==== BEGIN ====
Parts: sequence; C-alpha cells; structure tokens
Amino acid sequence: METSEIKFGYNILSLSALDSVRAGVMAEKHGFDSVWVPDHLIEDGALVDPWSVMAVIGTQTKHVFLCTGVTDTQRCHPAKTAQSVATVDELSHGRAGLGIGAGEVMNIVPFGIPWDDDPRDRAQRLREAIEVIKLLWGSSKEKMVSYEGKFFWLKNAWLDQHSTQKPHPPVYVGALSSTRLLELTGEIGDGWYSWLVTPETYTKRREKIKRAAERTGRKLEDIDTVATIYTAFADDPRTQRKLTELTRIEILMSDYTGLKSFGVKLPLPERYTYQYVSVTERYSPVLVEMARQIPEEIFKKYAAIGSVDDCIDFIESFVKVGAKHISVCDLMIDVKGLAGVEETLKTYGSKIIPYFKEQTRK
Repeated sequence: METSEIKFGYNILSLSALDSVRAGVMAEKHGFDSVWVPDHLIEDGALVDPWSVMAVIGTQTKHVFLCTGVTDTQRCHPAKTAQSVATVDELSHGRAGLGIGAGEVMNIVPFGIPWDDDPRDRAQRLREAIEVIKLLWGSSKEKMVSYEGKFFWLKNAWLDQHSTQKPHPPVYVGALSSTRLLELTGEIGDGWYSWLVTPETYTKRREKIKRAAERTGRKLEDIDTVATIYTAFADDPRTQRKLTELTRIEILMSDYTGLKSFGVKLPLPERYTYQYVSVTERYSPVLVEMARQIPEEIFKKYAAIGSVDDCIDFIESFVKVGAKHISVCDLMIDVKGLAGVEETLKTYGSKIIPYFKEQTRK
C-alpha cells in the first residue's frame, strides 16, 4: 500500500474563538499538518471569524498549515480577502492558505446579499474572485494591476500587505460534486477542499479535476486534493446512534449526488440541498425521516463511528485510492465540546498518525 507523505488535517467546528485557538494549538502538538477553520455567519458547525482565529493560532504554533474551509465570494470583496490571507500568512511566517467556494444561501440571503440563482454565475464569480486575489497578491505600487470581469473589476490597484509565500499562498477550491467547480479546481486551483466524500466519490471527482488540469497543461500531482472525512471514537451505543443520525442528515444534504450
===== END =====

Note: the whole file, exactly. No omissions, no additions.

Parts: sequence; C-alpha cells; structure tokens
Amino acid sequence: METSEIKFGYNILSLSALDSVRAGVMAEKHGFDSVWVPDHLIEDGALVDPWSVMAVIGTQTKHVFLCTGVTDTQRCHPAKTAQSVATVDELSHGRAGLGIGAGEVMNIVPFGIPWDDDPRDRAQRLREAIEVIKLLWGSSKEKMVSYEGKFFWLKNAWLDQHSTQKPHPPVYVGALSSTRLLELTGEIGDGWYSWLVTPETYTKRREKIKRAAERTGRKLEDIDTVATIYTAFADDPRTQRKLTELTRIEILMSDYTGLKSFGVKLPLPERYTYQYVSVTERYSPVLVEMARQIPEEIFKKYAAIGSVDDCIDFIESFVKVGAKHISVCDLMIDVKGLAGVEETLKTYGSKIIPYFKEQTRK
Repeated sequence: METSEIKFGYNILSLSALDSVRAGVMAEKHGFDSVWVPDHLIEDGALVDPWSVMAVIGTQTKHVFLCTGVTDTQRCHPAKTAQSVATVDELSHGRAGLGIGAGEVMNIVPFGIPWDDDPRDRAQRLREAIEVIKLLWGSSKEKMVSYEGKFFWLKNAWLDQHSTQKPHPPVYVGALSSTRLLELTGEIGDGWYSWLVTPETYTKRREKIKRAAERTGRKLEDIDTVATIYTAFADDPRTQRKLTELTRIEILMSDYTGLKSFGVKLPLPERYTYQYVSVTERYSPVLVEMARQIPEEIFKKYAAIGSVDDCIDFIESFVKVGAKHISVCDLMIDVKGLAGVEETLKTYGSKIIPYFKEQTRK
C-alpha cells in the first residue's frame, strides 16, 4: 500500500474563538499538518471569524498549515480577502492558505446579499474572485494591476500587505460534486477542499479535476486534493446512534449526488440541498425521516463511528485510492465540546498518525 507523505488535517467546528485557538494549538502538538477553520455567519458547525482565529493560532504554533474551509465570494470583496490571507500568512511566517467556494444561501440571503440563482454565475464569480486575489497578491505600487470581469473589476490597484509565500499562498477550491467547480479546481486551483466524500466519490471527482488540469497543461500531482472525512471514537451505543443520525442528515444534504450